April 09, 2004

More on FoxP2

The excellent page of pseudoscience links on Mikey Brass' "Antiquity of Man" site will be appreciated by all aficionados of bad science reporting. It links to an terrific article by Alec MacAndrew on "FoxP2 and the Evolution of Language", a topic which I discussed briefly here as background to the recent papers on the expression of FoxP1 and FoxP2 genes in songbirds.

An important quote from MacAndrew:

The key point, that all the popular reports missed, is that FOXP2 is a transcription factor - in other words it has the potential to affect the expression of an unknown, but potentially large number of other genes. No wonder the syndrome presents in such a diffuse way. We know now that a FOXP2 homologue is strongly expressed in the development of the mouse brain. So not only does it potentially affect many other genes, but it is known to be important in the development of the brain (by being strongly expressed in the brain of the mouse embryo). I expect that breaking FOXP2 in mice would result in some compromises to brain structure and function - an experiment that someone is sure to do. So the mutation to FOXP2 seems to result in brain defects during embryo development that result in disruption of neural pathways essential for human speech, but which also has other effects.

Another one:

We should beware of popular reports of scientific discoveries: almost all the popular reports of FOXP2 claimed that it was the gene for language or even more ludicrously the gene for grammar - the truth is more complicated and far more interesting than that. There are many popular reports of scientific discoveries which are equally sensationalised.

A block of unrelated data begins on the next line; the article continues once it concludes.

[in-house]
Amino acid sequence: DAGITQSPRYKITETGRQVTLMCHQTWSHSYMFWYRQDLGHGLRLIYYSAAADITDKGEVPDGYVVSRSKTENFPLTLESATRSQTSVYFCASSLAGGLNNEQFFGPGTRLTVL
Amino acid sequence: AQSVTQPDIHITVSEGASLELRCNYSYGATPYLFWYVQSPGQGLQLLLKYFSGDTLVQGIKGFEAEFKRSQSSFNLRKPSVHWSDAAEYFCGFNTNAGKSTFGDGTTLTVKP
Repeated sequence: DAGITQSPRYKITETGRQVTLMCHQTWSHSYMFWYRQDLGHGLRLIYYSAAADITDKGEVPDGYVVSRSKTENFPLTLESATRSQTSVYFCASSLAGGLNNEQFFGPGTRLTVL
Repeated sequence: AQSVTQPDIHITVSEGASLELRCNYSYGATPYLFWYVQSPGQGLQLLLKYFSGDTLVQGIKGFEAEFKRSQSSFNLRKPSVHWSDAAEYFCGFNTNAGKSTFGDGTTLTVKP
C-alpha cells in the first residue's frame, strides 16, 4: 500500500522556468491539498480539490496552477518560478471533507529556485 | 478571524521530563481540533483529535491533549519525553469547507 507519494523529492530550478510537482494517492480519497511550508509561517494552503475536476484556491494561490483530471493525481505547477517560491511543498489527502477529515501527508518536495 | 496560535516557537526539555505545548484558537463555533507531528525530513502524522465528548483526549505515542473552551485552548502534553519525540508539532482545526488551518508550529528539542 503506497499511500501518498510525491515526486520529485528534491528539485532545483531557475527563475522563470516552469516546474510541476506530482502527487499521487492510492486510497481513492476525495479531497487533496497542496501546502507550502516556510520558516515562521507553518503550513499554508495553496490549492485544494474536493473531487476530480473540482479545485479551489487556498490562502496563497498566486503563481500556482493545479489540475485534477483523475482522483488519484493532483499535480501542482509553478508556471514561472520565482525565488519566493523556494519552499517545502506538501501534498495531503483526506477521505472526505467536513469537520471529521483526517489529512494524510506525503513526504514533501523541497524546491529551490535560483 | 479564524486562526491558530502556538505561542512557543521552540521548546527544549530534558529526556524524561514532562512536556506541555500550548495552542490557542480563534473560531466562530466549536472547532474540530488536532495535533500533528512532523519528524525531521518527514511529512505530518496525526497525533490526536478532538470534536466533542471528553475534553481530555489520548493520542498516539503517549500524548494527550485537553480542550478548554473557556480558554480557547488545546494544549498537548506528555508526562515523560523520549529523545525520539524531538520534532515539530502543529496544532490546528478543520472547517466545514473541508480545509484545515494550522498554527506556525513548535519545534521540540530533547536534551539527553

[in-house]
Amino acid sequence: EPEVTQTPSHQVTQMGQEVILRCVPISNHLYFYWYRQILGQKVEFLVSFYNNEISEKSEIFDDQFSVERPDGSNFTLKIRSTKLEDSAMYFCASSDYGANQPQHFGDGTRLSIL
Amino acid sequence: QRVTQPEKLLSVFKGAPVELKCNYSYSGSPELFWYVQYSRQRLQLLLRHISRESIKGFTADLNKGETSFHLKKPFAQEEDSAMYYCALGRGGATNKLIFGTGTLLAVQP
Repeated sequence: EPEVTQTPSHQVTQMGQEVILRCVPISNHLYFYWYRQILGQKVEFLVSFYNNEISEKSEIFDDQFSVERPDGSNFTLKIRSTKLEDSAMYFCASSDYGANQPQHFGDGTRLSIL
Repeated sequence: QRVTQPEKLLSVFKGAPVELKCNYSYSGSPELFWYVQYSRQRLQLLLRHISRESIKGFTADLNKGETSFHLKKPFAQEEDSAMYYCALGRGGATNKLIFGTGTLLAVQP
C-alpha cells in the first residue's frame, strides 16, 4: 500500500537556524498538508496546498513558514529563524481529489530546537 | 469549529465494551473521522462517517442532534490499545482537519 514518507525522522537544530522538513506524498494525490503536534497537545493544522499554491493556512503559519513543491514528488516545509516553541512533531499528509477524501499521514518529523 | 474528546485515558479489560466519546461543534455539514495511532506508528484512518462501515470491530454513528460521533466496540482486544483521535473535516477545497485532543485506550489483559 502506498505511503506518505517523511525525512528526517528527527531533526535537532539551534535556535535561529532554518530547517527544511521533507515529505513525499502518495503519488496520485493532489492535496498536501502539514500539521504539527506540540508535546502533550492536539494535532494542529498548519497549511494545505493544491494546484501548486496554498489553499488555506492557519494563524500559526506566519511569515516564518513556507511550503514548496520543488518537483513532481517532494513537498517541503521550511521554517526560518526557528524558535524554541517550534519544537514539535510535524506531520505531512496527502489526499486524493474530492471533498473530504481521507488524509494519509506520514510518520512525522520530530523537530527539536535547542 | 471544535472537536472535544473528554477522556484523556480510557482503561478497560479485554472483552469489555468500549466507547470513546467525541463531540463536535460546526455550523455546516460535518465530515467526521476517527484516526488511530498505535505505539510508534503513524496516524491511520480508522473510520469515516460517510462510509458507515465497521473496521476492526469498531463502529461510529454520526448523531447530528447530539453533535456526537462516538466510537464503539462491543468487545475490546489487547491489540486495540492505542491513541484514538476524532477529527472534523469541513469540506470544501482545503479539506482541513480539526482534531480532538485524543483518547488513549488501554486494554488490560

For those who are more familiar with unix system administration than with biology, calling FoxP2 "the gene for grammar" would be roughly analogous to calling (some random but crucial byte in) /usr/bin/perl "the byte for html forms".

And a final quote from MacAndrew:

It will not be easy to unravel the pathways by which language evolved in humans. If we are to have any hope of doing so, we will need close collaboration between linguists and biologists, who have, until recently, been rather suspicious of one another.

[Mikey Brass link via phluzein]

Posted by Mark Liberman at April 9, 2004 10:09 AM